I recorded some audio as part of a project about the Wessex Ridgeway and would have included the link , but there don’t appear to be any on Dorset’s Council’s website.

Anyway, as usual, just like Ronnie Corbett, I digress.

The Through The Square Window request show and the publicity around it has somewhat taken up my time of late and I shall be following it up with new, associated developments. But I don’t mind, it’s keeping me focused and I love coming up with off-the-wall ideas. I especially like all kinds of music and the spoken word.

Radio is probably my favourite medium. So if you want an internet broadcaster please get in touch!

In other news, the village phone box could well be taken over by the community after BT picked up the story on my blog a few weeks ago.

The red kiosk in the middle of the square has become a temporary book exchange. I’m loving all the titles I’ve been reading – and giving away. I’m currently nearing the end of Middle England, which I’m going to post to my big sister when I’ve finished it.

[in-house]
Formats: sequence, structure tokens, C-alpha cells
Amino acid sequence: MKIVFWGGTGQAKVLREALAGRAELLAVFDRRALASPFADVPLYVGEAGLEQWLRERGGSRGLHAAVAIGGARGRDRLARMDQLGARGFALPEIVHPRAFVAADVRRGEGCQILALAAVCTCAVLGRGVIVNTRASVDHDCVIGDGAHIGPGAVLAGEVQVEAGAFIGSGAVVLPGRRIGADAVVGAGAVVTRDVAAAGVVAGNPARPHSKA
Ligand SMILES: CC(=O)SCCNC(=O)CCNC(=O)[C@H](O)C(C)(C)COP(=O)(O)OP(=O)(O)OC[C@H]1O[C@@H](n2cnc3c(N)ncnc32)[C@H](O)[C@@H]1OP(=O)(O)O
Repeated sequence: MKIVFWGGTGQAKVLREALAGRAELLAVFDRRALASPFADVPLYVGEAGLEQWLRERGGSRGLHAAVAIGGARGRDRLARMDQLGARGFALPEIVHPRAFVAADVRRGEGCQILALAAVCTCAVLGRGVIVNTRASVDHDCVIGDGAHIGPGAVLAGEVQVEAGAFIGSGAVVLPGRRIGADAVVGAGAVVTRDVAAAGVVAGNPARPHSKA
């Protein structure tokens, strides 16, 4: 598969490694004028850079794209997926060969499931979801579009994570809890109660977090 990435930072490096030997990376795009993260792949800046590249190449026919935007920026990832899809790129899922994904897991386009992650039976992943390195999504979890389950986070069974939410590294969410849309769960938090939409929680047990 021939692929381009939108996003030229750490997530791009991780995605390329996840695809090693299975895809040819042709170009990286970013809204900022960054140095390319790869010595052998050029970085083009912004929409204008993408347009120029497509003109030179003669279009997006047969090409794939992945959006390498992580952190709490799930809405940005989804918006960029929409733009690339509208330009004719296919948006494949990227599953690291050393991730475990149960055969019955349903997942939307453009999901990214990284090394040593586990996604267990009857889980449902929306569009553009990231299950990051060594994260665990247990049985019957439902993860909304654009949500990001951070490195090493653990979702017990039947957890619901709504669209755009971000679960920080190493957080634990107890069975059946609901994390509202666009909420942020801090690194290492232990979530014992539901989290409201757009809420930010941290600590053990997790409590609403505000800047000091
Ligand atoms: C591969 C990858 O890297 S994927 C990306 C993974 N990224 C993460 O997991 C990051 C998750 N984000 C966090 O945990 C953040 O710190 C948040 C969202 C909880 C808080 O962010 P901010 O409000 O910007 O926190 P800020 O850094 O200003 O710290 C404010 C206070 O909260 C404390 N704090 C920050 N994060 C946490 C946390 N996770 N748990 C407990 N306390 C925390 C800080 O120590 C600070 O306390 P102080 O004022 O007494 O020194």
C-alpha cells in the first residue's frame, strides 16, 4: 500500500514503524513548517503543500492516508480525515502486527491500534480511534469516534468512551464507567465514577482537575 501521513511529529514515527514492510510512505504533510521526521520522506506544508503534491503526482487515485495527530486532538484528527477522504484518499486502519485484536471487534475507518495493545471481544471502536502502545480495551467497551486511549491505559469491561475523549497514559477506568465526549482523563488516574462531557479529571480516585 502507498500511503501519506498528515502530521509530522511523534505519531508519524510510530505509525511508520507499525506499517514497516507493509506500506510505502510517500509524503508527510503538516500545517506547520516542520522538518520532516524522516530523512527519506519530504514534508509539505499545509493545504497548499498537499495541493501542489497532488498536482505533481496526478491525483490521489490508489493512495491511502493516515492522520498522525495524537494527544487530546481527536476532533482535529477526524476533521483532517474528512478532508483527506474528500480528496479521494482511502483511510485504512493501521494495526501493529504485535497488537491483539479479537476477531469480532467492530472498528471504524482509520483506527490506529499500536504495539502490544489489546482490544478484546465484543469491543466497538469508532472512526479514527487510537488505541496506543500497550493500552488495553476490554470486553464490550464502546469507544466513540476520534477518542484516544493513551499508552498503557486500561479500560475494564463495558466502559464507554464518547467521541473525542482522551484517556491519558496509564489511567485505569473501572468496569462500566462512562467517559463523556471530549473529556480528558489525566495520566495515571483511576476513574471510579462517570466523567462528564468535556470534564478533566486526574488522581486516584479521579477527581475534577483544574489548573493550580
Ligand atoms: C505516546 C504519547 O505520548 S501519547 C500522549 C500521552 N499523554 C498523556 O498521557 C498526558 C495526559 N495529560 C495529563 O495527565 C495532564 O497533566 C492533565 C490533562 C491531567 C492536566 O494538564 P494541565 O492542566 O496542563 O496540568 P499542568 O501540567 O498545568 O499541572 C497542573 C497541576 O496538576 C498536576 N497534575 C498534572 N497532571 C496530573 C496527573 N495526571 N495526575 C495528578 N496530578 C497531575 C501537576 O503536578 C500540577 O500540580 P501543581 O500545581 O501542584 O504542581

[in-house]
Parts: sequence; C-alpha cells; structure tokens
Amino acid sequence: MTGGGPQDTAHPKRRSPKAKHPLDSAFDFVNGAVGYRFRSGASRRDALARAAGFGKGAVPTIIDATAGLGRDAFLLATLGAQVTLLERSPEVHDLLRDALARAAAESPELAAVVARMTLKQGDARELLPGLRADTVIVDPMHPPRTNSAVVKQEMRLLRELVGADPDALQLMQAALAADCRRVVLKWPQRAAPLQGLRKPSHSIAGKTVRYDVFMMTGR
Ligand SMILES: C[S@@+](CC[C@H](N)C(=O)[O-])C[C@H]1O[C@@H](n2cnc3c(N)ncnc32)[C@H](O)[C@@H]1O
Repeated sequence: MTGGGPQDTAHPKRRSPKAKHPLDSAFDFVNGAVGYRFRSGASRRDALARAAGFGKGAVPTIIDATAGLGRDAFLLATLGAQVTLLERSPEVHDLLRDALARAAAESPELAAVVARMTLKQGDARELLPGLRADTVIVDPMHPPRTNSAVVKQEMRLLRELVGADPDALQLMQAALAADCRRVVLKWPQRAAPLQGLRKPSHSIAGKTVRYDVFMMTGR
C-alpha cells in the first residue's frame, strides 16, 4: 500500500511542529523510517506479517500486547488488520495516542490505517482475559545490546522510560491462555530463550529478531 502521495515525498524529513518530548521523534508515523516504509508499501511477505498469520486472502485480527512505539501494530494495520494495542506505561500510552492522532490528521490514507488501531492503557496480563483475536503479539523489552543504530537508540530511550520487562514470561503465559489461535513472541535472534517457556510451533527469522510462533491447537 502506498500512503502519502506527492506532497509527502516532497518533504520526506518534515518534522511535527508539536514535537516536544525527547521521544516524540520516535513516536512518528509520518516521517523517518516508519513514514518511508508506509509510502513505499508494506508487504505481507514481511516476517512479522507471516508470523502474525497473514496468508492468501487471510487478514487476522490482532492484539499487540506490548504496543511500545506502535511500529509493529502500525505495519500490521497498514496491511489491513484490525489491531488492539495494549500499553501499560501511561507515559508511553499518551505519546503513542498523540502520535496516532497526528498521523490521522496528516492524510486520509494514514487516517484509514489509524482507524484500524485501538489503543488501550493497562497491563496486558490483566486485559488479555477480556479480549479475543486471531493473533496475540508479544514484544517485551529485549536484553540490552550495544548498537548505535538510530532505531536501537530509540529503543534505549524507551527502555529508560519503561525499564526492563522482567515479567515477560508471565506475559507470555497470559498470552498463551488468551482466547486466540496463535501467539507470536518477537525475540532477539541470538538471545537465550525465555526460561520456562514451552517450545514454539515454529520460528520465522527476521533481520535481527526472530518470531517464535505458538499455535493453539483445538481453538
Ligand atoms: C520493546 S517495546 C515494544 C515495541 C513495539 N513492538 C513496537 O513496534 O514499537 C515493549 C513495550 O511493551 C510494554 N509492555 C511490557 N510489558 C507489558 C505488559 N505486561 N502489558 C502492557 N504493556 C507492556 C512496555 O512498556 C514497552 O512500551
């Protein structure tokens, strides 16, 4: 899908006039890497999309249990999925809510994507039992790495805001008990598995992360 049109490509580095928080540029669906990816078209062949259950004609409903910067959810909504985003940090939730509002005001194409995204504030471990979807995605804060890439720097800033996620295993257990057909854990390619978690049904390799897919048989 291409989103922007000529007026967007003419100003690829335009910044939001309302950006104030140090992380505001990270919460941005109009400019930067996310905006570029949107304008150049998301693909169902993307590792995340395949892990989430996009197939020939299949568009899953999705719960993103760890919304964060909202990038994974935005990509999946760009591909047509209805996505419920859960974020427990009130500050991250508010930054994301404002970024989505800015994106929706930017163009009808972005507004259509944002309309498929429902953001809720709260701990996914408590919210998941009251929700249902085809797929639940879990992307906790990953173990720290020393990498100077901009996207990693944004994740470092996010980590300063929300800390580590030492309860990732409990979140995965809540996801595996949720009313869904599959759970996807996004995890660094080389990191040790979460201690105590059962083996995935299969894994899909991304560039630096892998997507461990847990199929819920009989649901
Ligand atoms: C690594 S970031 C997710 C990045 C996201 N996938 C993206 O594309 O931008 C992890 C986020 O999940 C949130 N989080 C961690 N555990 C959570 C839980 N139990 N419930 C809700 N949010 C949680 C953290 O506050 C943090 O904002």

I’ve parcelled up five other books I now want to pass on. I’m sending them to relatives and friends so they get a nice surprise during lockdown. It will also give a small bit of business to our now once-a-week post office in the village hall, which is doing a brilliant job despite social distancing.

I’m still having vivid dreams and will be compiling some of the brilliant ones you’ve so kindly sent me for my new Dreamcatcher page, which will be going live soon.

In the meantime, stay well and safe and happy in difficult times.

That’s about it.

Love Maddie x

And the clock struck thirteen

Well, the songs continue in The Sound of Music Through The Square Window and, with all this talk of lockdown locking itself in a safe and throwing away the key, there’s going to be a fair few more requests to come.